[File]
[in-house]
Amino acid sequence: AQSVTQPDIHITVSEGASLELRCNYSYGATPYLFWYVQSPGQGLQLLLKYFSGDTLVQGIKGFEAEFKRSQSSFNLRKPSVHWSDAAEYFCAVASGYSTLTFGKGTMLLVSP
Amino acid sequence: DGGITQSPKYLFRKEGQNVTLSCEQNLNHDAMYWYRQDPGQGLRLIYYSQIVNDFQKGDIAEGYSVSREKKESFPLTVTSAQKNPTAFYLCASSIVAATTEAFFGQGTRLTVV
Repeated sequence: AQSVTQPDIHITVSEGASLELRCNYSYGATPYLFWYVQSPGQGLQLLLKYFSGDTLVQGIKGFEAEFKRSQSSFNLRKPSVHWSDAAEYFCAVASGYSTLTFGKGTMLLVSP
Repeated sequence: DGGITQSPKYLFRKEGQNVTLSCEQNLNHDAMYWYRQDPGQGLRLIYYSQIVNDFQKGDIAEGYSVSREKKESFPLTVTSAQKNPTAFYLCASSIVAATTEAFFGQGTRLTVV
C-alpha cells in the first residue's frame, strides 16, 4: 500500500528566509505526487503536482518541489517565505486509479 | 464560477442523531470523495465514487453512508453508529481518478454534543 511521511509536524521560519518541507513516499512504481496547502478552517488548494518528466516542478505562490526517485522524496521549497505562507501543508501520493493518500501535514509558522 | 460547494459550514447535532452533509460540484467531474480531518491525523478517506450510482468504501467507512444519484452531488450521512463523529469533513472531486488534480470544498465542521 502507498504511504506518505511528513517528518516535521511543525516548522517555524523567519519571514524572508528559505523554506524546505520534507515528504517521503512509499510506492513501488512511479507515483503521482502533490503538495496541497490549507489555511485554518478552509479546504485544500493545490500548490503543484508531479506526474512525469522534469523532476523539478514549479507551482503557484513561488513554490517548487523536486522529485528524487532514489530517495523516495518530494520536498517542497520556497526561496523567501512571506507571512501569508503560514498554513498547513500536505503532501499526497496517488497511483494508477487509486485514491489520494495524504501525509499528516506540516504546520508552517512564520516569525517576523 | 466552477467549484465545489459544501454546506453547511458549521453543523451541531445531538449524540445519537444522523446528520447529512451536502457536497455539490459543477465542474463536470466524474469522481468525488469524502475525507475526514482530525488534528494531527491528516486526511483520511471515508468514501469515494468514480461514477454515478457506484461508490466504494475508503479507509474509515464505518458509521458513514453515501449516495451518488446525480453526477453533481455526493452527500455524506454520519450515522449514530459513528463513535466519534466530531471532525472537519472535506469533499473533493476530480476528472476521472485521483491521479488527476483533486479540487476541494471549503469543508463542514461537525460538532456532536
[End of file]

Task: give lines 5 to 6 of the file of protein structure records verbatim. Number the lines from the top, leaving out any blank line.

Repeated sequence: DGGITQSPKYLFRKEGQNVTLSCEQNLNHDAMYWYRQDPGQGLRLIYYSQIVNDFQKGDIAEGYSVSREKKESFPLTVTSAQKNPTAFYLCASSIVAATTEAFFGQGTRLTVV
C-alpha cells in the first residue's frame, strides 16, 4: 500500500528566509505526487503536482518541489517565505486509479 | 464560477442523531470523495465514487453512508453508529481518478454534543 511521511509536524521560519518541507513516499512504481496547502478552517488548494518528466516542478505562490526517485522524496521549497505562507501543508501520493493518500501535514509558522 | 460547494459550514447535532452533509460540484467531474480531518491525523478517506450510482468504501467507512444519484452531488450521512463523529469533513472531486488534480470544498465542521 502507498504511504506518505511528513517528518516535521511543525516548522517555524523567519519571514524572508528559505523554506524546505520534507515528504517521503512509499510506492513501488512511479507515483503521482502533490503538495496541497490549507489555511485554518478552509479546504485544500493545490500548490503543484508531479506526474512525469522534469523532476523539478514549479507551482503557484513561488513554490517548487523536486522529485528524487532514489530517495523516495518530494520536498517542497520556497526561496523567501512571506507571512501569508503560514498554513498547513500536505503532501499526497496517488497511483494508477487509486485514491489520494495524504501525509499528516506540516504546520508552517512564520516569525517576523 | 466552477467549484465545489459544501454546506453547511458549521453543523451541531445531538449524540445519537444522523446528520447529512451536502457536497455539490459543477465542474463536470466524474469522481468525488469524502475525507475526514482530525488534528494531527491528516486526511483520511471515508468514501469515494468514480461514477454515478457506484461508490466504494475508503479507509474509515464505518458509521458513514453515501449516495451518488446525480453526477453533481455526493452527500455524506454520519450515522449514530459513528463513535466519534466530531471532525472537519472535506469533499473533493476530480476528472476521472485521483491521479488527476483533486479540487476541494471549503469543508463542514461537525460538532456532536